Rates of depression are high amongst pregnant women in Ireland
Posted on: 03 November 2016
One in six pregnant women – or 16% of pregnant women – attending maternity services across Ireland are at probable risk of depression during their pregnancy, according to a new survey launched today by a Trinity College Dublin research team and the Irish Obstetric Services.
Ireland has the second highest birth rate in Europe, with an average of just under 68,000 births a year (2014). This means that in one year, over 11,000 women could be experiencing or at risk of depression during pregnancy.
There is increasing evidence that depression during pregnancy can have an influence on obstetric health and may compromise the physical and mental health of the infant. However, screening for antenatal depression is not routine in Ireland’s maternity hospitals and perinatal mental health services are grossly under-resourced in comparison to other comparable EU countries, according to the research clinicians.
The Well Before Birth study – the first such incidence study to be carried out in Ireland – shows that prevalence rates of depression amongst women giving birth in Ireland are high, and may be higher than those recorded in other OECD countries. Literature from other OECD countries shows prevalence rates of antenatal depression ranging from 10% to 15%. In total, over 5,000 pregnant women at all stages of pregnancy attending six maternity hospitals or centres were questioned for the Irish study.
Veronica O’Keane, Professor in Psychiatry at Trinity, and the lead research investigator, said that women in Ireland should be screened for depression early in their antenatal care plan and should be encouraged to seek help.
“Properly caring for the mental health of women during pregnancy protects the longer-term mental health of both mother and child,” Professor O’Keane said.
“Antenatal depression, as we are seeing with this study, is common. Rates of depression during pregnancy among women in Ireland are at least as high, and probably higher, than in other EU countries.”
“We now know that hormonal changes that happen during pregnancy can actually contribute to the development of depression,” she continued. “This is why it is so important that depression is screened for during pregnancy and that women are encouraged to look for support. If we don’t do this as a systematic part of our antenatal care plan, we are putting women at risk, not only of suffering distress, but of being compromised before birth and so less able to cope with the additional stresses of caring for a baby.”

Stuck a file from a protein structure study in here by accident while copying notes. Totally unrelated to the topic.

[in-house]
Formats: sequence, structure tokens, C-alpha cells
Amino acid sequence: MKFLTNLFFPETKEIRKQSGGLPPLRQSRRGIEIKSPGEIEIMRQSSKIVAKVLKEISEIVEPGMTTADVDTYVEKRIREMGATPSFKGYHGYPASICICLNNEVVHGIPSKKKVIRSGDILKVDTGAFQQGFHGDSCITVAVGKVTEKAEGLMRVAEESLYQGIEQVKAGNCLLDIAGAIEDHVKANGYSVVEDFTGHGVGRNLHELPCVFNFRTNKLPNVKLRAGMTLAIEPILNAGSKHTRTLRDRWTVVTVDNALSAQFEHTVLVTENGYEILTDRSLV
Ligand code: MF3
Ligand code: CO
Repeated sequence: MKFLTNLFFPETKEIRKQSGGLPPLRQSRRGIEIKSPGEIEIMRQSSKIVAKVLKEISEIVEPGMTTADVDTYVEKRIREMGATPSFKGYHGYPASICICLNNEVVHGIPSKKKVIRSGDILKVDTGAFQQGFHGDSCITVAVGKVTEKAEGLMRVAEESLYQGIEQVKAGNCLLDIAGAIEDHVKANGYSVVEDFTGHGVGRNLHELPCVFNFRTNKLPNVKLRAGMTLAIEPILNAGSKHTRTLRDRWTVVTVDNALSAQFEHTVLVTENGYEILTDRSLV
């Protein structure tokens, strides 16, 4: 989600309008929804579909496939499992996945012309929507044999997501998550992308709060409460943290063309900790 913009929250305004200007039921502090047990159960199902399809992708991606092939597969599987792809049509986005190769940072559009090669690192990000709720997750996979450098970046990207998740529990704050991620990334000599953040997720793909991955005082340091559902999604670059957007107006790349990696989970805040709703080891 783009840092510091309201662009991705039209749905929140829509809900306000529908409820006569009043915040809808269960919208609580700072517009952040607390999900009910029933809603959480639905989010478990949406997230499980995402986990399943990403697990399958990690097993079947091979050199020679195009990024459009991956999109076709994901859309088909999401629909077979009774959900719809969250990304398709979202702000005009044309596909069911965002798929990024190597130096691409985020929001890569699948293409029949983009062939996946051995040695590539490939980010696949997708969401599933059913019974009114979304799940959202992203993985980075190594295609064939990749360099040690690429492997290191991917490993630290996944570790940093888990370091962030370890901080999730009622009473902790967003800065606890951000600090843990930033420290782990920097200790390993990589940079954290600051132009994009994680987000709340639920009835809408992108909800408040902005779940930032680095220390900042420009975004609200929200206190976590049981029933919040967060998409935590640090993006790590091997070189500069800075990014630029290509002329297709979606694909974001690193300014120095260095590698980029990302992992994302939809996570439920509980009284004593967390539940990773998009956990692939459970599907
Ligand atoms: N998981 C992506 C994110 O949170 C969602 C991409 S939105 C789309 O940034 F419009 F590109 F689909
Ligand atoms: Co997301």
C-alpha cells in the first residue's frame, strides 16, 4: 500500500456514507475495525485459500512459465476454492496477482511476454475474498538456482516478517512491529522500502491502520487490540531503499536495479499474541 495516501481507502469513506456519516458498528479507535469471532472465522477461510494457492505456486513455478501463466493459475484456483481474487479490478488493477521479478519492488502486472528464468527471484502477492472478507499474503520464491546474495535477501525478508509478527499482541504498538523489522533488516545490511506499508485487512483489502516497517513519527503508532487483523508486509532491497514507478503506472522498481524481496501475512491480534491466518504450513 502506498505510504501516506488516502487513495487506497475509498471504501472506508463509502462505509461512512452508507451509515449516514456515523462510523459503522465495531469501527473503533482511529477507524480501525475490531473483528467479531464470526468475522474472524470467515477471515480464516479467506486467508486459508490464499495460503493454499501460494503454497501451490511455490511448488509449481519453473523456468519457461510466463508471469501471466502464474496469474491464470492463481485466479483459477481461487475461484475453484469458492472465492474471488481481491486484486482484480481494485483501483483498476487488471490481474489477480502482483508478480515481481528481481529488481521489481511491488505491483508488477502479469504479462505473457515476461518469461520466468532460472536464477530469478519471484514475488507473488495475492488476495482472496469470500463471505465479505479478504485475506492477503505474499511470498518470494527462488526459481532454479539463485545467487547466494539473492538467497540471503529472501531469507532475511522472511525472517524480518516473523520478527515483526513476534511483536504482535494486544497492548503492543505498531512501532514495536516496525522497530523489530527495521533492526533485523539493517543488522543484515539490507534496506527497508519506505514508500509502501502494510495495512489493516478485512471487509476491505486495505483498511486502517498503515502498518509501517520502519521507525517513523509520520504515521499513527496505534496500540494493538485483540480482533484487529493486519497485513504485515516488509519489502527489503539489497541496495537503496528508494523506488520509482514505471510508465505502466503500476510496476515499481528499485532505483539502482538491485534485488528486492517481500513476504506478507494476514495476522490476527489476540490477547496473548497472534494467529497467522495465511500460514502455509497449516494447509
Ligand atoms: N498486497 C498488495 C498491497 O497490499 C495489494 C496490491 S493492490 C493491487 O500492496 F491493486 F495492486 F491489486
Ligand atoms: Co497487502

Emerging and increasing scientific evidence has shown that women who suffer from depression during pregnancy have an increased risk of pre-eclampsia, caesarean section and epidural during labour, preterm delivery and low birth weight. For the baby, it may lead to neurodevelopmental and behavioural disadvantage during infancy and an increased risk of mental health problems in childhood and later life, she explained.
The Irish study also shows that rates of depression increase with advancing pregnancy. Women in Irish maternity services show rates of 13.8% in the second trimester and 17.2% in the third trimester. This compares with rates of 12% and 14% respectively in a landmark UK study (Avon Longitudinal Study of Parents and Children). In addition, the Irish study shows that rates of depression are higher amongst women from lower socio-economic groups and with lower educational attainment. Rates of depression are also higher for younger pregnant women, particularly for girls under 18 years of age (22%), and for women who have had higher numbers of pregnancies and births.
The researchers used the Edinburgh Postnatal Depression Scale (EPDS) as a recognised screening tool. A score of 13 or over on this EPDS scale was used as an indication of probable depression, which according to researchers is at the higher-end of an indication of probability. In addition, information on the participant’s age, gestational week, gravidity (the number of times that a woman has been pregnant) and parity (the number of times that a woman has given birth to a foetus with a gestational age of 24 weeks or more) were gathered.
The study has been compiled by the REDEEM research group, based in the Trinity College Institute of Neurosciences (TCIN), TCD and the Irish Obstetric Services from Dublin, Cork, Limerick and Castlebar. The Trinity team was led by Professor Veronica O’Keane and the Obstetric Services Team was led by Professor Fionnuala McAuliffe, Obstetrician & Gynaecologist at the National Maternity Hospital.
This prevalence survey is part of a longer-term research study being undertaken by the REDEEM Group, Trinity, investigating the effects of depression on pregnant women, the foetus and the infant.
Well Before Birth – Key Facts
- 16% of women attending maternity services were at probable risk of depression.
- Risk of depression increased as pregnancy advanced; 12.9% of women are at risk in the first trimester, 13.8% in the second and 17.2% in the third.
- 22% of women under 18 were at risk of depression.
- 5007 women aged between 18 and 49 were surveyed for the study.
- 63% of the women in the sample had an undergraduate degree or higher, indicating that this was a population skewed towards higher socio-economic status.
- Participants were recruited from: The National Maternity Hospital, Dublin; The Rotunda Hospital, Dublin; Cork University Hospital, Cork; Mayo General Hospital, Castlebar; University Hospital Limerick; and Community Antenatal Clinics, Tallaght, Co. Dublin.
- Data was collected between January and September 2016
Yolanda Kennedy, Former Press Officer for the Faculty of Health Sciences | firstname.lastname@example.org | +353 1 896 4168